Isle Madame, said to have been named for Madame de Maintenon (1635-1719), second wife of King Louis XIV of France, has borne this name since 1720; earlier names were Isle Sainte-Marie (in its Latin form of Insula Sanctæ Mariæ on a map of 1660) and Isle Notre-Dame (from a French map of 1701). The island is roughly 16 km long (from east to west) and 11 km wide (from north to south), with an area of about 45 km² (10 mi long and 7 mi wide, with an area of about 17 sq mi). Basque, French, and English fishermen visited the island from the beginning of the 16th century onwards; in time, the Basques established a year-round community there. French settlers, brought by Nicolas Denys, were in the area permanently by the middle of the 17th century and began to intermarry with the Basques. French settlement accelerated during the time the French were building Louisbourg, making Petit-de-Grat a major fishing and smuggling centre, rivalling Louisbourg itself in economic importance to the French colony. With the fall of Louisbourg, British, mainly Irish and Scots, streamed into Richmond County in the 18th century, with many Irish settling in Isle Madame, but Isle Madame retained its predominantly French character, which continues up to the present day. Arichat, Richmond County’s county seat, grew into an economic and cultural powerhouse in the middle part of that century, but entered a period of decline as the advent of steam and boats made of iron rendered the economic engines powering the local economy obsolete. Today, Isle Madame is one of Richmond County’s premier tourist destinations. The natural beauty of the island, with its beautiful marine setting in Chedabucto Bay amongst an archipelago of islands and marshes, can be readily explored at the photogenic Sentier Écologique/Eco-Trail at Cape Auguet, which draws many visitors to hike the salt marshes and coasts there.¹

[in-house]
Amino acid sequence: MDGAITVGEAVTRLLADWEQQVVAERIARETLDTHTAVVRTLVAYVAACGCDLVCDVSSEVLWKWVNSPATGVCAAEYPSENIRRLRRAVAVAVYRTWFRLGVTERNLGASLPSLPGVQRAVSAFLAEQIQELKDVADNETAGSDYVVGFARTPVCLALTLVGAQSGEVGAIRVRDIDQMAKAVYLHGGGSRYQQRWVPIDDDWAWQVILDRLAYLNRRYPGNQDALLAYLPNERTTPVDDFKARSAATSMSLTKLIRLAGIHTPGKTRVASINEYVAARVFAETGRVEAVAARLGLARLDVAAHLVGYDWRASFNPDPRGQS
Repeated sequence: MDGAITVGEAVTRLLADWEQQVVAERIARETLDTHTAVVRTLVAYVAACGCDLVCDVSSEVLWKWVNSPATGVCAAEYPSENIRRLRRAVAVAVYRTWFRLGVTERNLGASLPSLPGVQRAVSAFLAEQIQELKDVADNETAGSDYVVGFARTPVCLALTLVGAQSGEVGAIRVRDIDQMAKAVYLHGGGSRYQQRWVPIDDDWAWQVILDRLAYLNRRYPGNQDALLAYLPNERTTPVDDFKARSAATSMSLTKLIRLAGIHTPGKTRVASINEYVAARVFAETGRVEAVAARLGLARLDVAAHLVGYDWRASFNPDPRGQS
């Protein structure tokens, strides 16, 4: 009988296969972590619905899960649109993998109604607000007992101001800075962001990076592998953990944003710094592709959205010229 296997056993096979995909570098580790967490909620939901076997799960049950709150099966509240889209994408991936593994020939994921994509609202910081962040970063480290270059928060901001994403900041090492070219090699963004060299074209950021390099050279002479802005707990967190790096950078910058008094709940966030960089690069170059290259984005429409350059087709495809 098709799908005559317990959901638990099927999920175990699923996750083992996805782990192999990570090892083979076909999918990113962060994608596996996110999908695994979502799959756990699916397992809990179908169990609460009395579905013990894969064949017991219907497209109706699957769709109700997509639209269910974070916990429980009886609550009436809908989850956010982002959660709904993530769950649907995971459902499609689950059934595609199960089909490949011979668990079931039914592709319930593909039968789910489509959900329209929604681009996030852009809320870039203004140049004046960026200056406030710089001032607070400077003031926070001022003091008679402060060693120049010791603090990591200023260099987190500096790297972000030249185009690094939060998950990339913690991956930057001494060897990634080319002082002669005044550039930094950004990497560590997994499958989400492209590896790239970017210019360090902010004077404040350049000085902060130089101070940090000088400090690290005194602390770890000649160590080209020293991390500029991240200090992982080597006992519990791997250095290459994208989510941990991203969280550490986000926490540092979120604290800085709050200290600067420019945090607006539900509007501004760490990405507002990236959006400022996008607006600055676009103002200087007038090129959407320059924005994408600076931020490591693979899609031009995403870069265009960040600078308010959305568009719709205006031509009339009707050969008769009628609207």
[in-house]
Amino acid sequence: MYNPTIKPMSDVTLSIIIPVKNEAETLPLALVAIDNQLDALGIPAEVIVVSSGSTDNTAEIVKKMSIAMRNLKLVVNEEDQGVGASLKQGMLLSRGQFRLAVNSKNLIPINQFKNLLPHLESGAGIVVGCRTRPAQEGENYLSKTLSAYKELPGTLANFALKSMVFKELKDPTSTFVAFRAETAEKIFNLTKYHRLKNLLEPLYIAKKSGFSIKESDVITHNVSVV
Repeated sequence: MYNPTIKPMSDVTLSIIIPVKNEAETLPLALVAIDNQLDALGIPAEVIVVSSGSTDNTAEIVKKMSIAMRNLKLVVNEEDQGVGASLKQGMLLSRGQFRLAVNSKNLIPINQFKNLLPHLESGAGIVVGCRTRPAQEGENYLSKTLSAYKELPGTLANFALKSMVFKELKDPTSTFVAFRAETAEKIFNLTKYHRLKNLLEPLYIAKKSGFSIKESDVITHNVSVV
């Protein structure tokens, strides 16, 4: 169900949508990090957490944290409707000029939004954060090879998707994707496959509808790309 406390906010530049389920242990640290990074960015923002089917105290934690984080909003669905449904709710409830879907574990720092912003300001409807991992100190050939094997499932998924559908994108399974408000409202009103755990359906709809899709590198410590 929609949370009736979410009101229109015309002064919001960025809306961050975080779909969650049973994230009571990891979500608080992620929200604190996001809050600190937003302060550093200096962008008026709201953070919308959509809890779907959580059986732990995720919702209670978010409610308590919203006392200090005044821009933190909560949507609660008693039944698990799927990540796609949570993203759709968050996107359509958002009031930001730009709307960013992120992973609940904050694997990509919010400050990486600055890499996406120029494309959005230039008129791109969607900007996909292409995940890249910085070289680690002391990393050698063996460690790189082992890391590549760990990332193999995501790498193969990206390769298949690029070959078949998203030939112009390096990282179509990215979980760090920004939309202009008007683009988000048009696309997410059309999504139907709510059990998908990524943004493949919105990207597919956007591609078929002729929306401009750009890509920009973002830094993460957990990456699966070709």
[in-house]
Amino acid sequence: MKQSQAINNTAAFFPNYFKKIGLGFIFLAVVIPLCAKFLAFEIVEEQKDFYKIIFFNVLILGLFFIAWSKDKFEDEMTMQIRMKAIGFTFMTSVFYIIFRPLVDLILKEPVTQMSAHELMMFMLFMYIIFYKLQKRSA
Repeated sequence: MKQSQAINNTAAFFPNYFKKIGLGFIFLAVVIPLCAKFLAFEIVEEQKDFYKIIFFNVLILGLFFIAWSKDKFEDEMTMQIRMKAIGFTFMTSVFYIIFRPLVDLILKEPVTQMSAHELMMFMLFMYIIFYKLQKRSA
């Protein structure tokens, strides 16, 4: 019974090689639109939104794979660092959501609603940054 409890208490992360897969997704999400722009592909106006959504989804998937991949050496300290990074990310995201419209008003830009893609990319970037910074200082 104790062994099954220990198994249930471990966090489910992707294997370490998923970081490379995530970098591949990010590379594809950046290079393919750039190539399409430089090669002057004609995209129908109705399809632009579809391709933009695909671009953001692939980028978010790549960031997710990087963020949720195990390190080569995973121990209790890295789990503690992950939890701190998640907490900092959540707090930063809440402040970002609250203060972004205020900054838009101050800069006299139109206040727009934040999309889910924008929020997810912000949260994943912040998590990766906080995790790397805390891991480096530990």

Before the 20th century, ferries connected Isle Madame to Cape Breton Island. The first bridge opened in 1919, but a ferry remained in operation until the 1970’s, when a new bridge was built across Lennox Passage, the picturesque strait which separates Isle Madame from Cape Breton Island. The Lennox Passage Provincial Park near Martinique on Isle Madame on Highway 320 (5 km (3 mi) east of the junction of Routes 320 and 206) sits across from Grandique Ferry on Cape Breton Island where one of the former ferries operated. Read more about the history of Isle Madame here….
Days gone by , Sampsons Cove at ca. 1930
Premium Seafood Gruppe offers fresh lobster at the Seafood Market
Isle Madame ATV Riders trails
Jerseyman Island with beautiful sunsets and mackerels guaranteed.
Beautiful trails along the shore….
Whales are looking for food in the Chedabucto Bay due to the deep waters.
Sea Kayak Tours around Isle Madame.
Hobie Adventure Island Trimarans. Learn how to sail in one day with our instructions.
Visit us on board of our swimming home.
In 10 minutes driving distance begins the beautiful Cap Auguet Eco Trail.
There are several loops available. Find blue mussels at spot 3…
In 15 minutes driving the Pondville Provincial Park.
Sand castle competition at Pondville Beach
La Picasso University and Cultural Center with library.
Lenoir Landing Forge Museum
Pebble and Fern Market Garden in 15 minutes walking distance offers fresh vegetables.
The Rockloaf Farm
The Martinique Provincial Park and beach.
Corner Bridge Store with Canada Poste and bakery in Petit de Grat next to St. Joseph in 3 Min distance or get more food at Coop Supermarket
It is all easy to find in Petit de Grat, even if sometimes written in French only…